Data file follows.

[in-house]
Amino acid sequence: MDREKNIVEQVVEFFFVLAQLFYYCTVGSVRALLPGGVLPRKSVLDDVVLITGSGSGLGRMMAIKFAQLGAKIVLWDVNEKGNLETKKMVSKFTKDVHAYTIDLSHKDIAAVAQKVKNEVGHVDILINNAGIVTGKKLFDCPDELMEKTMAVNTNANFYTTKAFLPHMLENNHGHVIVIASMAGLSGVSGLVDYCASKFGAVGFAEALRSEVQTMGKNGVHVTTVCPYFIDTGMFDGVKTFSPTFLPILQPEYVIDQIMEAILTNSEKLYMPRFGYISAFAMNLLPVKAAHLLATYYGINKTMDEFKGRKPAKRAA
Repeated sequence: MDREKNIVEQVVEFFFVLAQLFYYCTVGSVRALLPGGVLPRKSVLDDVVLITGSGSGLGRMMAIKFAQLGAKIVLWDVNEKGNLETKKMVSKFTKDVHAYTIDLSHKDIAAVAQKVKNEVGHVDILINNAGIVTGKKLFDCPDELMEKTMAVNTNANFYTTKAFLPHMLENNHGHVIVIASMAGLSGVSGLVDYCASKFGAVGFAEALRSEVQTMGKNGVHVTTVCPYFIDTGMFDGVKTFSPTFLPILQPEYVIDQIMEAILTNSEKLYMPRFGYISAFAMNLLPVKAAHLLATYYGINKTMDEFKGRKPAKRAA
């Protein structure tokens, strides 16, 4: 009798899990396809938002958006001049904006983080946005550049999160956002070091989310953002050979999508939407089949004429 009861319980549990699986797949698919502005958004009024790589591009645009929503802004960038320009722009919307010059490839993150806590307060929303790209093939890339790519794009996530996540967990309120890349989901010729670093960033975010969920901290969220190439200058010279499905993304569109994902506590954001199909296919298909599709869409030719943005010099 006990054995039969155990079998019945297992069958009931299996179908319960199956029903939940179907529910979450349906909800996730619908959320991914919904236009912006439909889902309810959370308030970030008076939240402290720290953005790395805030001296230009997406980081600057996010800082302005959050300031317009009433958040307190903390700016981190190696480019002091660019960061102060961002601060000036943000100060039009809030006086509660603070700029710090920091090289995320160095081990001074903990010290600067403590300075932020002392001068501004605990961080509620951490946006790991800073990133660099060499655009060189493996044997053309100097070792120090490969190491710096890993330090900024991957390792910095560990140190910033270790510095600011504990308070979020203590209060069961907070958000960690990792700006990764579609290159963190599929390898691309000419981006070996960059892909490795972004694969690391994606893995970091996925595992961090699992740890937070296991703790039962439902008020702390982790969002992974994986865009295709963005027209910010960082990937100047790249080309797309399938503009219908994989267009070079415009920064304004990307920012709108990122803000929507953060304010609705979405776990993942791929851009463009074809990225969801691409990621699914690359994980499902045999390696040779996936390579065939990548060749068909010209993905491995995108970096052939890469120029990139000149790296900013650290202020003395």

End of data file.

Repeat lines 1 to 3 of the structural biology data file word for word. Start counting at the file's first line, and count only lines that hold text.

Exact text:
[in-house]
Amino acid sequence: MDREKNIVEQVVEFFFVLAQLFYYCTVGSVRALLPGGVLPRKSVLDDVVLITGSGSGLGRMMAIKFAQLGAKIVLWDVNEKGNLETKKMVSKFTKDVHAYTIDLSHKDIAAVAQKVKNEVGHVDILINNAGIVTGKKLFDCPDELMEKTMAVNTNANFYTTKAFLPHMLENNHGHVIVIASMAGLSGVSGLVDYCASKFGAVGFAEALRSEVQTMGKNGVHVTTVCPYFIDTGMFDGVKTFSPTFLPILQPEYVIDQIMEAILTNSEKLYMPRFGYISAFAMNLLPVKAAHLLATYYGINKTMDEFKGRKPAKRAA
Repeated sequence: MDREKNIVEQVVEFFFVLAQLFYYCTVGSVRALLPGGVLPRKSVLDDVVLITGSGSGLGRMMAIKFAQLGAKIVLWDVNEKGNLETKKMVSKFTKDVHAYTIDLSHKDIAAVAQKVKNEVGHVDILINNAGIVTGKKLFDCPDELMEKTMAVNTNANFYTTKAFLPHMLENNHGHVIVIASMAGLSGVSGLVDYCASKFGAVGFAEALRSEVQTMGKNGVHVTTVCPYFIDTGMFDGVKTFSPTFLPILQPEYVIDQIMEAILTNSEKLYMPRFGYISAFAMNLLPVKAAHLLATYYGINKTMDEFKGRKPAKRAA